Adolescent Aggression

Hi Everyone-

Over the past month Rugby has been in some skirmishes at the park and I have noticed it is only with other intact males. As he has not yet had his man bits removed, is this part of his growing phase? (he will be a year next week). I am really starting to get nervous though as he has always had a reputation of being an easy going pup that everyone loves and he definitely was aggressive this morning but only to two other males, no one else.

Would love advice as we were hoping to neuter him in the spring, but it looks like we may have to move the date up...

I think you answered your own questions

generally, intact males aren't good candidates for dog parks. Unless or utill you have him neutered, do the other owners a favor and keep your dog home. Don't let him practice the unwanted behavior, it will be harder to modify. So for his safety and the safety of the other dogs, keep socialization to dogs that you know, females are the better choice.

Good luck


Lynn King CPDT-KA

thank you...

it has been a tough couple of weeks as we have been taking him to the same park with the same dogs since he was four months old. Rugs has a check up tomorrow so we will discuss with the vet as to when we should have him neutered... poor guy.

We just had Hershey's "Dingle Dangles" removed @ 7 Months

and he is recouperating - its tough keeping him separated from his sister and keeping him calm though!  LOL



Last steps taken May 26, 2014 -- Been rolling along ever since . . . . 

Deborah and the NC gang's picture

LOL dingle dangles you crack me up Rick~~~~~

AmyandSophia's picture


Man Bits?! That was funny:-) 

I suggest neutering soon. Until he is neutered, keep him away from teh dog park or he will develop some nasty aggression habits you just don't want him to have. 


Amy and Sophia

Update: Thanks!

So my fiance took Rugs to the vet this morning (I am on a business trip) and they discussed getting Rugs neutered. Rugs has had skin allergies and we are going to wait until his random skin spots are on the up and up and then will get prepared for the big procedure. So it looks like in a few weeks Rugs will have some things missing... poor little guy :-(


He is very young, and his behaviour has something to do with his genetics, but maybe also with your attitude in the dog park. He doesnt need too much of a bad example from the owner, but the owners attitude in the dog park influences his behaviour a lot. The other owners might as well influence his behaviour. If they are afraid of the bulldog (many people are) then their dog will be afraid and bulldog will feel it and make sure to be the first one that reacts. My bulldog is a very dominant male, 28 months old, has gotten in many fights at the dog park at exactly that age (which i dont think is adolescency at buldogs yet, they stay puppies for a very long time) and now, after a lot of work, and after ive changed my own behaviour and attitude, he doesnt get in trouble with any dogs. The lack of confidence could be one of the reasons. Also, if the dog feels that you are in charge and that you are the guard, then he will feel less need to protect himself. Could it be that between you and the owners of dogs that he got into fights with there was some quiet annimosity?  My bulldog is not castrated, and i really dont believe castration is a solution to behaviour problems. It can help keeping the dog healthier, preventing couple of health problems, can prevent unwanted pregnancies (even though with bulldogs its very difficult to imagine making an unwanted pregnancy - hes probably never unattended and even if he had a chance maybe he wouldnt be able to get it done with any female except with a bulldog female (which wouldnt be unwanted then, and which also is possible in, as ive heard, only 2-5% of cases.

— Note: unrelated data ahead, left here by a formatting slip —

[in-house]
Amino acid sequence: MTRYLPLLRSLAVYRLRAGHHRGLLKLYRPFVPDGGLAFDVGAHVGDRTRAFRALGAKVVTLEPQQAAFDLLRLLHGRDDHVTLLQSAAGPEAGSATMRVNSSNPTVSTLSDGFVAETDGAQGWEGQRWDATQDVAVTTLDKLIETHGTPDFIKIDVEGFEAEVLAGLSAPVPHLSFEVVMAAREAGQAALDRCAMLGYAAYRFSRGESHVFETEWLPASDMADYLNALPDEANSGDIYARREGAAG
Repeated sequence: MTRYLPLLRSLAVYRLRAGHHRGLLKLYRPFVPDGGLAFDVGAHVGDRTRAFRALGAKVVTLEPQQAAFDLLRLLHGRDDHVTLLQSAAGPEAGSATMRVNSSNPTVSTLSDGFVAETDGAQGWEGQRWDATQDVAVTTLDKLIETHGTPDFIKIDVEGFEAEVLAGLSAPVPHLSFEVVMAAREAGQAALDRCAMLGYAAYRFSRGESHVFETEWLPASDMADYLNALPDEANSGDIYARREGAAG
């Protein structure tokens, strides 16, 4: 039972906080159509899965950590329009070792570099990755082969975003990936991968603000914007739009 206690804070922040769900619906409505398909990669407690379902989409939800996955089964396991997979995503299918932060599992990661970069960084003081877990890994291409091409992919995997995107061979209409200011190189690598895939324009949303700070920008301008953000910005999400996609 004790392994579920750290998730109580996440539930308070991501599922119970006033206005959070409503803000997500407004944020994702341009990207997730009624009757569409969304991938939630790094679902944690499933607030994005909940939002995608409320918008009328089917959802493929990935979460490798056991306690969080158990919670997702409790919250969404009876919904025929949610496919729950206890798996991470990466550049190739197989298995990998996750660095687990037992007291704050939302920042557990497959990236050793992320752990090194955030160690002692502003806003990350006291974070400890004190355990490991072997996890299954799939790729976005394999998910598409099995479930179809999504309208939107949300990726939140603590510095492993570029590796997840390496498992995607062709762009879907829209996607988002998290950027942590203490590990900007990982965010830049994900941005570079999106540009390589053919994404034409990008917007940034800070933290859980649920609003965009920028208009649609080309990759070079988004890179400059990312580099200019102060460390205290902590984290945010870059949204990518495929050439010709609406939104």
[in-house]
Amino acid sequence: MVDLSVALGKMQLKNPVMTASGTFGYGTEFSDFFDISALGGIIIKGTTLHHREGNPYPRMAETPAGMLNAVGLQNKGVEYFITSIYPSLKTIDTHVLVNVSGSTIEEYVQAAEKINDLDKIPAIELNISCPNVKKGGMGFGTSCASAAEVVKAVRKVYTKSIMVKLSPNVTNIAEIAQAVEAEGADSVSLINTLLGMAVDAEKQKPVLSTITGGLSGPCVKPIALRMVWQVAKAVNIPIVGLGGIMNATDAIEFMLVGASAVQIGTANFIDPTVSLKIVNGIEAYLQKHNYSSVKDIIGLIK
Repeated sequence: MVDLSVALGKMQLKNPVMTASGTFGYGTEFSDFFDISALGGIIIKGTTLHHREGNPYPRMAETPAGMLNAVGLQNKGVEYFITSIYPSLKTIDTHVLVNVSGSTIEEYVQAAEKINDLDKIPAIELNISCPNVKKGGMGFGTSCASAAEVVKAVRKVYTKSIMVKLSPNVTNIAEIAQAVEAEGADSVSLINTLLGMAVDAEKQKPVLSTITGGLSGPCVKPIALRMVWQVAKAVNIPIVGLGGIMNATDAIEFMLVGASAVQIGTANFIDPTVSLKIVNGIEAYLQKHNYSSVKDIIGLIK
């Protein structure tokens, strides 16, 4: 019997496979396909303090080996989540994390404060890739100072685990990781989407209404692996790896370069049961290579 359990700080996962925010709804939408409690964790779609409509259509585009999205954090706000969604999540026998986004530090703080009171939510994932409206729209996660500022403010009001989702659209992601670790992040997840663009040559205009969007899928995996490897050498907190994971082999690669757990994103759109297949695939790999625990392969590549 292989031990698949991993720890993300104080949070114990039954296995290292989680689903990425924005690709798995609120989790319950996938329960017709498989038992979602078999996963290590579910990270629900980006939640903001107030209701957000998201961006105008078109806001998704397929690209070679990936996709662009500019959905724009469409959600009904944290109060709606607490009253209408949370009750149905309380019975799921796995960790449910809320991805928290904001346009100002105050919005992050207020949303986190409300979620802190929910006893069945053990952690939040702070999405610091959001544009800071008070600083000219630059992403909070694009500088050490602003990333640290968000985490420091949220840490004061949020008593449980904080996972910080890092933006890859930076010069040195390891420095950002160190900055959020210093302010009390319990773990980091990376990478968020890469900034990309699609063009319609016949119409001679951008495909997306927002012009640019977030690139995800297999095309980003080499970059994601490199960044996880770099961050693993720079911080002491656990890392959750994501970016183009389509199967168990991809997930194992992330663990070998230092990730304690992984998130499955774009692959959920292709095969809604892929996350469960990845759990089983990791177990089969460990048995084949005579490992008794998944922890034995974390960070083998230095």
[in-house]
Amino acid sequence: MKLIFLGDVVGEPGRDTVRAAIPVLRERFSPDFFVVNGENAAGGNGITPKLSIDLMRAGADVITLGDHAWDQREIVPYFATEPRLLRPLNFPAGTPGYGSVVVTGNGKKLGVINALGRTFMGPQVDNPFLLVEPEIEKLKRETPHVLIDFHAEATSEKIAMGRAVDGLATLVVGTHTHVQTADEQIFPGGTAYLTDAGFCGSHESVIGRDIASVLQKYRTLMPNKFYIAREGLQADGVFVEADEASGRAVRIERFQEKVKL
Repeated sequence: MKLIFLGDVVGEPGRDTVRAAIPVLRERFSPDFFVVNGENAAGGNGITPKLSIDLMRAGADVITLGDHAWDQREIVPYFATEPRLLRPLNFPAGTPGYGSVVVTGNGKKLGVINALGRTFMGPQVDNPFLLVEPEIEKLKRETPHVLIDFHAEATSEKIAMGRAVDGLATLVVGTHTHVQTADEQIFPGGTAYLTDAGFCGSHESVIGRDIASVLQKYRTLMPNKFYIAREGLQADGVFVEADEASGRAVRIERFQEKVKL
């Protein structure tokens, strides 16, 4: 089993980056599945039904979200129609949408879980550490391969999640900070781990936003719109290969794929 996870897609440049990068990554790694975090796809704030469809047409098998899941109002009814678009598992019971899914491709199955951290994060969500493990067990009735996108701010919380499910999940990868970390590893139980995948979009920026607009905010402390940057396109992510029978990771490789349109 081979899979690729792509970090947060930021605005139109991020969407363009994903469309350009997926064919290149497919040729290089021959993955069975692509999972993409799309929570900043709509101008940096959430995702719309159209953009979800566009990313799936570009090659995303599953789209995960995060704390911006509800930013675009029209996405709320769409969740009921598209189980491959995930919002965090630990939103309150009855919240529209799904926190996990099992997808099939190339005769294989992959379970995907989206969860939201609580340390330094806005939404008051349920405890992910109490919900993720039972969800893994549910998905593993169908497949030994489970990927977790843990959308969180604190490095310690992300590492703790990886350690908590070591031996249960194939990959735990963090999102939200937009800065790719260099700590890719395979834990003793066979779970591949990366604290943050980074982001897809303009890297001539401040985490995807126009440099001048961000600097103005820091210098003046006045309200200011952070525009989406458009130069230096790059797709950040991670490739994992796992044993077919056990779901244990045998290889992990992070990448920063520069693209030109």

Bulldog is definitely very difficult to control in this sense, as aggressivenesss and domination are still very strong in their genetics, just a bit over a century ago it was the most aggressive and dominant dog that people knew of. I think you need to show him a lot of confidence, patience, no drama at all, no yelling, as little as possible physical contact in the behaviour correction, and you might have a much better result.